1. Hi Andrea, yes, this is the pivot method of manipulating darts. I find it much easier to slash and spread (then I don't have to worry that I've pivoted my pattern too much or too less), but pivoting and re-tracing your pattern is also definitely an option if you're confident doing it that way :)

  5. I think I figured out the error that makes the bust width on the final piece the same size as the bust you started with. In your step 3, the point of the big red V should not be at the armscye, it needs to be at the same apex as the dart you're trying to close. In that case you would have rotated the dart to the vertical, which FFRP suggests not sewing on page 159, leaving a little more of a tent look... they have a nice little drawing illustrating that. In your steps above, that would be the equivalent of stopping at step 2 and filling that big empty V with new tissue. I still don't understand the rotating the dart completely out idea, but from what is shown on p159, the apex remains the same and doesn't change to the armscye. I'm not sure exactly how your pattern alteration is supposed to end up, but I don't think you meant to add width at the bust, only to remove it in a later step. This has helped me get a better understanding of FBAs and dart manipulation, so thanks for that!

    1. Hi Andrea, sorry it's taken me a few days to get back to you! If you start your right dart leg in by the amount you added (as step 4 says), you don't take out the width you added with the FBA, so you've still got the extra width and length you added during your FBA, but without the side bust dart :)

  6. Another option I've used is to keep the dart, but sew it as gathers or a pleat (I prefer the inverted box pleat) at the side seam at bust level. It's much less noticeable than a sewn dart, it's easy, and I know from experience it works well for quite large FBAs.

  7. Do you also have to change the sleeve pattern with this method? I can't tell if the armscye changes from beginning to end here. Thanks!

  8. I've always wondered how to do this and I can't wait to try this!

  9. I did try your method and I'm very happy to say it worked perfectly! I so appreciate your brain for figuring this out, and your heart for sharing it. I'd thrown so many things away, because every other method I'd tried, added or distorted in other areas. The result from your method was beautiful.

  10. I SO appreciate your brain for figuring this out, and your heart for sharing it. After many futile attempts (plus a lot of wasted time and money) I stumbled on your page at around 2am the other night. I tried it, and it worked....beautifully. Every other method I'd tried added or distorted the shirt in other areas. Yours did exactly, and only what was needed. Thank you!!!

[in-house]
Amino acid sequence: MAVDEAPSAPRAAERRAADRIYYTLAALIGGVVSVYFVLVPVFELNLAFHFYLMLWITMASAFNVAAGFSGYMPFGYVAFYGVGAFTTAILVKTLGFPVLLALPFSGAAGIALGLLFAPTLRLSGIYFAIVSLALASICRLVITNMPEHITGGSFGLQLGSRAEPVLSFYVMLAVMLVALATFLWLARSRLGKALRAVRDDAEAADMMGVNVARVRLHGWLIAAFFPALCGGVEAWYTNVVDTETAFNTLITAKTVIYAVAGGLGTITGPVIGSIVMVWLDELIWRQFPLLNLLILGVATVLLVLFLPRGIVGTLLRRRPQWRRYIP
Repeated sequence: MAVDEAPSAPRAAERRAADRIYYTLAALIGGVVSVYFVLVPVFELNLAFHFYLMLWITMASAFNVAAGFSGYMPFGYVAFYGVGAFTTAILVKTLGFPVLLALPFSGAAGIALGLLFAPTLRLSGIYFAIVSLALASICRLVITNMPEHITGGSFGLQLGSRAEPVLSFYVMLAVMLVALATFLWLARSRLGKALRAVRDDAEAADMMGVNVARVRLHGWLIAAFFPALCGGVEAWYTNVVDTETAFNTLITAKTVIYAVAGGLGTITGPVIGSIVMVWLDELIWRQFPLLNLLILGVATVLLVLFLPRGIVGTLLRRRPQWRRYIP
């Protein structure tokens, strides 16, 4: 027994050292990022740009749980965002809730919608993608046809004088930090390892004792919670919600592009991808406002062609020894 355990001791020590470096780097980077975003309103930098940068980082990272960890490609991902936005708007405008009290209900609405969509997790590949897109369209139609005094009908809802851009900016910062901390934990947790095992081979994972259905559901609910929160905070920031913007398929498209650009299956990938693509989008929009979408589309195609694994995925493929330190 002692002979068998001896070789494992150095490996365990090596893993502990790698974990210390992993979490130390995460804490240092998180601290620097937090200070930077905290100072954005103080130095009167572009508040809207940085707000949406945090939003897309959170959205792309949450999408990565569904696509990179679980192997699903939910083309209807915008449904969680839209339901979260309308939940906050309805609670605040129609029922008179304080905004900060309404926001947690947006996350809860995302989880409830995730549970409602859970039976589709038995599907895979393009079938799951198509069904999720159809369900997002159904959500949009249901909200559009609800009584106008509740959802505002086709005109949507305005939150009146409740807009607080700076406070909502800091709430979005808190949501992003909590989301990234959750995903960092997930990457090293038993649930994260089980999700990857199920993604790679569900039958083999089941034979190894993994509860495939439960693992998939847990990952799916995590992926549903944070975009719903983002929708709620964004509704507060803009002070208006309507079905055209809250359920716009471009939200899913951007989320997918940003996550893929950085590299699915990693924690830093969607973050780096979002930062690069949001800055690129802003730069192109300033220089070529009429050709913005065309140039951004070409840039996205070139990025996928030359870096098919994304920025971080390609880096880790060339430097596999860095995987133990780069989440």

11. This method widened the pattern at the hips and stomach but not at the bust. It also threw my side seams out of balance.

    1. Hi Justine, hmmm, which version did you try? With the side seams, doing an fba will always throw them out which is why you need to either sew the dart in (which matches them up again) in number 3, gently ease the extra length in as highlighted in point 1 or true up the seams at the bottom in point 2. Point 2 has been edited, but I need to update the pictures.

      I'm not sure why it didn't work for you when it has for others :(

  12. Hi Jen, I'm wondering if you can help me.
    I'm keen to make my second Bronte but first I need to work on the fit. After making my first Bronte I realized that I have broad shoulders, with the shoulder seam sitting about 2 cm higher on the shoulder than it should. I've found some useful resources for wide shoulder adjustments, but due to the unique shape of the Bronte I can't quite translate these adjustments to the pattern. How would you suggest that I adjust the pattern for wide shoulders? Should I just trace around a bigger size? I should note that other than the shoulders the fit everywhere else is fine.

    1. Hey Amira! I would definetly try the bigger size in the shoulder line first - each size grades up by approximately 2.5cm so I think you'd have more than enough room there to give that a go. If that doesn't work for you, let me know and I'll draw up a little diagram for you on how I'd go about it - it's hard to explain without diagrams :)


  13. You're a genius! This helps me so much -- thank you for the tutorial.